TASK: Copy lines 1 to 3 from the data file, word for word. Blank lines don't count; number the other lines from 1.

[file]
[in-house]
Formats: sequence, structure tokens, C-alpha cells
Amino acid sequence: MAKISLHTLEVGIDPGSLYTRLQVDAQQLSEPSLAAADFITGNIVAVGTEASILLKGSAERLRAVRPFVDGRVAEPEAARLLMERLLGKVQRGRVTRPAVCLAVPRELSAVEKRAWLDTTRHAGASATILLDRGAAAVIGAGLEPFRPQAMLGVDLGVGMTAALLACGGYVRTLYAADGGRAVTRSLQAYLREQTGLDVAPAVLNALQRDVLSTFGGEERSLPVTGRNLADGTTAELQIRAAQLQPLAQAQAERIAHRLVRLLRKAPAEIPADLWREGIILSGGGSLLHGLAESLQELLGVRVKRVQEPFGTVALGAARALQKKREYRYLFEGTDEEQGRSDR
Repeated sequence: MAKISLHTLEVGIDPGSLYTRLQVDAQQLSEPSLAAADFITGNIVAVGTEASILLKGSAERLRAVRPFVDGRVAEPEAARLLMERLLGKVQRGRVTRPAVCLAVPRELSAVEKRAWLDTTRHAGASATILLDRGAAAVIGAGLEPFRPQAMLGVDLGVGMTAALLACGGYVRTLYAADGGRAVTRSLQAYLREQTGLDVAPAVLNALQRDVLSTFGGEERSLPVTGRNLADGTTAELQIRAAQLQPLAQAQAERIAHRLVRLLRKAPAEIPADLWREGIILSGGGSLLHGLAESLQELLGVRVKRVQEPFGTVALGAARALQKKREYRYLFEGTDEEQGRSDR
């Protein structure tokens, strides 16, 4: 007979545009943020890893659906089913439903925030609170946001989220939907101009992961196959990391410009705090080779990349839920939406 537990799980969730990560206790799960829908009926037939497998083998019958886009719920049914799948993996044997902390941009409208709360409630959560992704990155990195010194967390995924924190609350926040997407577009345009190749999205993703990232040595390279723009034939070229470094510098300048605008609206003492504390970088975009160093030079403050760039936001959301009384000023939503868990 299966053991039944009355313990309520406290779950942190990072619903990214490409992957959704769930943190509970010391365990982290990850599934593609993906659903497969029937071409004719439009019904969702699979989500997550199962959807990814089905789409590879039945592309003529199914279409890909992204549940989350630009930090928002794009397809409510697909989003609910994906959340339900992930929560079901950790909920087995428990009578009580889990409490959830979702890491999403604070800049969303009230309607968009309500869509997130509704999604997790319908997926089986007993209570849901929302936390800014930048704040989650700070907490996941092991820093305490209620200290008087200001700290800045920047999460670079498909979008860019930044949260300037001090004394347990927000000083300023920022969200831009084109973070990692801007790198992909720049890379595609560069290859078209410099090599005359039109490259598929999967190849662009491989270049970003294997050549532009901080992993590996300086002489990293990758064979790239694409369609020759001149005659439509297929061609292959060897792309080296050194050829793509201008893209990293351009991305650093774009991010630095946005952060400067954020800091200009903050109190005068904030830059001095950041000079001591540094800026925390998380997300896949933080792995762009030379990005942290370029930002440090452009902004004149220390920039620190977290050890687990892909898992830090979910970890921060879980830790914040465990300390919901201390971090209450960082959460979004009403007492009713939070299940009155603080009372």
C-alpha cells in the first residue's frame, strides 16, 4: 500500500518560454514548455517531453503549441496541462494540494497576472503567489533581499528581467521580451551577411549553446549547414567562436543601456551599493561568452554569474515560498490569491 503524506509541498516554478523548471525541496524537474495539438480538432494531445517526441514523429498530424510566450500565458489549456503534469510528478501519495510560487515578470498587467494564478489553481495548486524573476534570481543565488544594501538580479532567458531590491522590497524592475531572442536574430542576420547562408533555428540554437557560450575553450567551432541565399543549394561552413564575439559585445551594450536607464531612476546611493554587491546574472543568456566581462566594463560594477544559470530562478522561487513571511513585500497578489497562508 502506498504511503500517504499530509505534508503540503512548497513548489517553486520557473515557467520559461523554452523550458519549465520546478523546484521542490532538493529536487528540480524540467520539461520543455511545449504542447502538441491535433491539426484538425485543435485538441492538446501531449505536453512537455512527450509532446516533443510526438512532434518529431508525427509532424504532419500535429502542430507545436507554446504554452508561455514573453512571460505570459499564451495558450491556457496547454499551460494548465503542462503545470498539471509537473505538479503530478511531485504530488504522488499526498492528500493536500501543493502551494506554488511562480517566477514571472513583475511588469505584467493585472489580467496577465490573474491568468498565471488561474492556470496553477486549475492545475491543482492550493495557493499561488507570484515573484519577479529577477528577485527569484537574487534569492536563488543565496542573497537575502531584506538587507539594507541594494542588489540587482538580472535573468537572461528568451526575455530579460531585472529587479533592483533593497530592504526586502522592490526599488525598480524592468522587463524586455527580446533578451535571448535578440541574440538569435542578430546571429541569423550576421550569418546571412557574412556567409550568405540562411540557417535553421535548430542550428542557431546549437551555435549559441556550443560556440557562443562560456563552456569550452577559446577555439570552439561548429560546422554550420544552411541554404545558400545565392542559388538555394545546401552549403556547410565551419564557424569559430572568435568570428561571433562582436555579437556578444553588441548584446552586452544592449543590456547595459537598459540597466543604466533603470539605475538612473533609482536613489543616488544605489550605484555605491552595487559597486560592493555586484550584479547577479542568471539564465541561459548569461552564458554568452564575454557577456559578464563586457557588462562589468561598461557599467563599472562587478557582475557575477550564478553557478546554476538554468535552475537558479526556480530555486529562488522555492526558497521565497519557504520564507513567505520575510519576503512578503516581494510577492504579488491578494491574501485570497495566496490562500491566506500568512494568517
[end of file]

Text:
[in-house]
Formats: sequence, structure tokens, C-alpha cells
Amino acid sequence: MAKISLHTLEVGIDPGSLYTRLQVDAQQLSEPSLAAADFITGNIVAVGTEASILLKGSAERLRAVRPFVDGRVAEPEAARLLMERLLGKVQRGRVTRPAVCLAVPRELSAVEKRAWLDTTRHAGASATILLDRGAAAVIGAGLEPFRPQAMLGVDLGVGMTAALLACGGYVRTLYAADGGRAVTRSLQAYLREQTGLDVAPAVLNALQRDVLSTFGGEERSLPVTGRNLADGTTAELQIRAAQLQPLAQAQAERIAHRLVRLLRKAPAEIPADLWREGIILSGGGSLLHGLAESLQELLGVRVKRVQEPFGTVALGAARALQKKREYRYLFEGTDEEQGRSDR